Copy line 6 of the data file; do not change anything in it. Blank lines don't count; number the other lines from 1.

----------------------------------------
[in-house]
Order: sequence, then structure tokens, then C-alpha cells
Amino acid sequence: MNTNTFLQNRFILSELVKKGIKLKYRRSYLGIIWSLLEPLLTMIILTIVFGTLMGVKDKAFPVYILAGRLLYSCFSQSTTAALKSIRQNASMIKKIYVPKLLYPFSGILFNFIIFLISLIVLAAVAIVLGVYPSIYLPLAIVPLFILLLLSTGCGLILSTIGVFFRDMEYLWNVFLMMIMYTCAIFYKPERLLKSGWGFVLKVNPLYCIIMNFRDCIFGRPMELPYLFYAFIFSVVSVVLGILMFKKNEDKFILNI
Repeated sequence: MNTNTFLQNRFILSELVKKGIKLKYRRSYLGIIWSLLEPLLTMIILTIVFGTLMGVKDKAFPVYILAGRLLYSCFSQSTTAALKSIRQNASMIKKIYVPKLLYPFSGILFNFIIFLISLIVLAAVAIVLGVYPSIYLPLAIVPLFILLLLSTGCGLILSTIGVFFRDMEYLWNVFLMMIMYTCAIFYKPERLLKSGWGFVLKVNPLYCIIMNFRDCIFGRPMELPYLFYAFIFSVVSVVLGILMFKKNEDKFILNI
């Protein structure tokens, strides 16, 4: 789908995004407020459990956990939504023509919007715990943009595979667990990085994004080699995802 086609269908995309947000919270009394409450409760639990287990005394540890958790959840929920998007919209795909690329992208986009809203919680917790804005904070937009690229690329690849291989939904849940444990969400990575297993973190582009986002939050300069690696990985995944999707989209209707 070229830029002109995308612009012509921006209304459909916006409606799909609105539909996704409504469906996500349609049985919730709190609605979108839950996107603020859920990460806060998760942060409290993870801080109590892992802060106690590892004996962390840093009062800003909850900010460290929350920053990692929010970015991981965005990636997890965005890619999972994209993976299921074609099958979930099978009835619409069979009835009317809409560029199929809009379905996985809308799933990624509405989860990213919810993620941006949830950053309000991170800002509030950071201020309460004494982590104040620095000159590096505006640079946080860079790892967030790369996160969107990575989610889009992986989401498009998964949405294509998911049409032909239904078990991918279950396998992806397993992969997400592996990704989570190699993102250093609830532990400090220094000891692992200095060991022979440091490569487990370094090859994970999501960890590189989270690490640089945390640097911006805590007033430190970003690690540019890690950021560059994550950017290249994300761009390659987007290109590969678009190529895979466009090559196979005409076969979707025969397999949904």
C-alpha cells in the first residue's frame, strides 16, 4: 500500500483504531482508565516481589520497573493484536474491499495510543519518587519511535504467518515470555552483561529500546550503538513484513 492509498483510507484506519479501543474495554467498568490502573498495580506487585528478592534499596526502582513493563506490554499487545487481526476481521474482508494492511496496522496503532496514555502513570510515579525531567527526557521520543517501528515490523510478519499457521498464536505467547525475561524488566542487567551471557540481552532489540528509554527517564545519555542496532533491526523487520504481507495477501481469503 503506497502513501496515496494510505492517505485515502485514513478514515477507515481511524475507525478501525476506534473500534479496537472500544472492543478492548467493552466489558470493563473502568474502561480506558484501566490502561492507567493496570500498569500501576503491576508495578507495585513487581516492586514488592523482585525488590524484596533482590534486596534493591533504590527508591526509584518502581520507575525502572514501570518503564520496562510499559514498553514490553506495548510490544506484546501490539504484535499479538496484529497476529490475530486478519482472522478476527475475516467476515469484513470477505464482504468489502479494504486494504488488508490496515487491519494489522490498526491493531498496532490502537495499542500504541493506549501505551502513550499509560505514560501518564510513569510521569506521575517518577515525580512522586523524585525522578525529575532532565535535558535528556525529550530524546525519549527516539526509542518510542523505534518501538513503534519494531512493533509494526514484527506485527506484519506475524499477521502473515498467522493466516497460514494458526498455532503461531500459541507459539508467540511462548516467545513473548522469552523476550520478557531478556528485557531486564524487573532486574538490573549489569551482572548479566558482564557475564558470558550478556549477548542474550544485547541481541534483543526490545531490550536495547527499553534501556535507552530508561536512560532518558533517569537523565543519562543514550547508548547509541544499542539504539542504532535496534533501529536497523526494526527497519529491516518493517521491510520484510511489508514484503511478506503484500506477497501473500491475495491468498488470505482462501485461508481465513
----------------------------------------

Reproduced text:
C-alpha cells in the first residue's frame, strides 16, 4: 500500500483504531482508565516481589520497573493484536474491499495510543519518587519511535504467518515470555552483561529500546550503538513484513 492509498483510507484506519479501543474495554467498568490502573498495580506487585528478592534499596526502582513493563506490554499487545487481526476481521474482508494492511496496522496503532496514555502513570510515579525531567527526557521520543517501528515490523510478519499457521498464536505467547525475561524488566542487567551471557540481552532489540528509554527517564545519555542496532533491526523487520504481507495477501481469503 503506497502513501496515496494510505492517505485515502485514513478514515477507515481511524475507525478501525476506534473500534479496537472500544472492543478492548467493552466489558470493563473502568474502561480506558484501566490502561492507567493496570500498569500501576503491576508495578507495585513487581516492586514488592523482585525488590524484596533482590534486596534493591533504590527508591526509584518502581520507575525502572514501570518503564520496562510499559514498553514490553506495548510490544506484546501490539504484535499479538496484529497476529490475530486478519482472522478476527475475516467476515469484513470477505464482504468489502479494504486494504488488508490496515487491519494489522490498526491493531498496532490502537495499542500504541493506549501505551502513550499509560505514560501518564510513569510521569506521575517518577515525580512522586523524585525522578525529575532532565535535558535528556525529550530524546525519549527516539526509542518510542523505534518501538513503534519494531512493533509494526514484527506485527506484519506475524499477521502473515498467522493466516497460514494458526498455532503461531500459541507459539508467540511462548516467545513473548522469552523476550520478557531478556528485557531486564524487573532486574538490573549489569551482572548479566558482564557475564558470558550478556549477548542474550544485547541481541534483543526490545531490550536495547527499553534501556535507552530508561536512560532518558533517569537523565543519562543514550547508548547509541544499542539504539542504532535496534533501529536497523526494526527497519529491516518493517521491510520484510511489508514484503511478506503484500506477497501473500491475495491468498488470505482462501485461508481465513